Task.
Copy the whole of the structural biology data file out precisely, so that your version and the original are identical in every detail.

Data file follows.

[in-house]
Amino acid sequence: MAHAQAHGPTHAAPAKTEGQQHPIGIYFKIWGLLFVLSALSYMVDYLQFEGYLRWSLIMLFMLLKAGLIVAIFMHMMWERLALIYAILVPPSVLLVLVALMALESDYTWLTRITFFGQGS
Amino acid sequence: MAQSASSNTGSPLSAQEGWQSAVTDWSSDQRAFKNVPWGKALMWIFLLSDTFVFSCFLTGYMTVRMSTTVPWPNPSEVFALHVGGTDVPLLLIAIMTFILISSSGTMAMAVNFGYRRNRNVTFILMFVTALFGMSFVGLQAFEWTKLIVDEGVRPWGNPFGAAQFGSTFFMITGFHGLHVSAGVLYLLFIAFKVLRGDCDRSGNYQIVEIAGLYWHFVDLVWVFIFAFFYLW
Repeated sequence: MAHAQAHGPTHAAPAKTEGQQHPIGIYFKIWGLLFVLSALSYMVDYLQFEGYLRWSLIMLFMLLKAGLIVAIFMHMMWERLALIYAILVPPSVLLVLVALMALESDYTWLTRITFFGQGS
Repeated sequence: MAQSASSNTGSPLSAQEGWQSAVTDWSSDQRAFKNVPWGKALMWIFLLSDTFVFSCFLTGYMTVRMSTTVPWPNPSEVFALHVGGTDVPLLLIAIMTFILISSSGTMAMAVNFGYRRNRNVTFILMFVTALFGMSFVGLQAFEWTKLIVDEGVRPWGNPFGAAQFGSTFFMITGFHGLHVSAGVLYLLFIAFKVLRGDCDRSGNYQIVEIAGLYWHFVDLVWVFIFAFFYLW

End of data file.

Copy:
[in-house]
Amino acid sequence: MAHAQAHGPTHAAPAKTEGQQHPIGIYFKIWGLLFVLSALSYMVDYLQFEGYLRWSLIMLFMLLKAGLIVAIFMHMMWERLALIYAILVPPSVLLVLVALMALESDYTWLTRITFFGQGS
Amino acid sequence: MAQSASSNTGSPLSAQEGWQSAVTDWSSDQRAFKNVPWGKALMWIFLLSDTFVFSCFLTGYMTVRMSTTVPWPNPSEVFALHVGGTDVPLLLIAIMTFILISSSGTMAMAVNFGYRRNRNVTFILMFVTALFGMSFVGLQAFEWTKLIVDEGVRPWGNPFGAAQFGSTFFMITGFHGLHVSAGVLYLLFIAFKVLRGDCDRSGNYQIVEIAGLYWHFVDLVWVFIFAFFYLW
Repeated sequence: MAHAQAHGPTHAAPAKTEGQQHPIGIYFKIWGLLFVLSALSYMVDYLQFEGYLRWSLIMLFMLLKAGLIVAIFMHMMWERLALIYAILVPPSVLLVLVALMALESDYTWLTRITFFGQGS
Repeated sequence: MAQSASSNTGSPLSAQEGWQSAVTDWSSDQRAFKNVPWGKALMWIFLLSDTFVFSCFLTGYMTVRMSTTVPWPNPSEVFALHVGGTDVPLLLIAIMTFILISSSGTMAMAVNFGYRRNRNVTFILMFVTALFGMSFVGLQAFEWTKLIVDEGVRPWGNPFGAAQFGSTFFMITGFHGLHVSAGVLYLLFIAFKVLRGDCDRSGNYQIVEIAGLYWHFVDLVWVFIFAFFYLW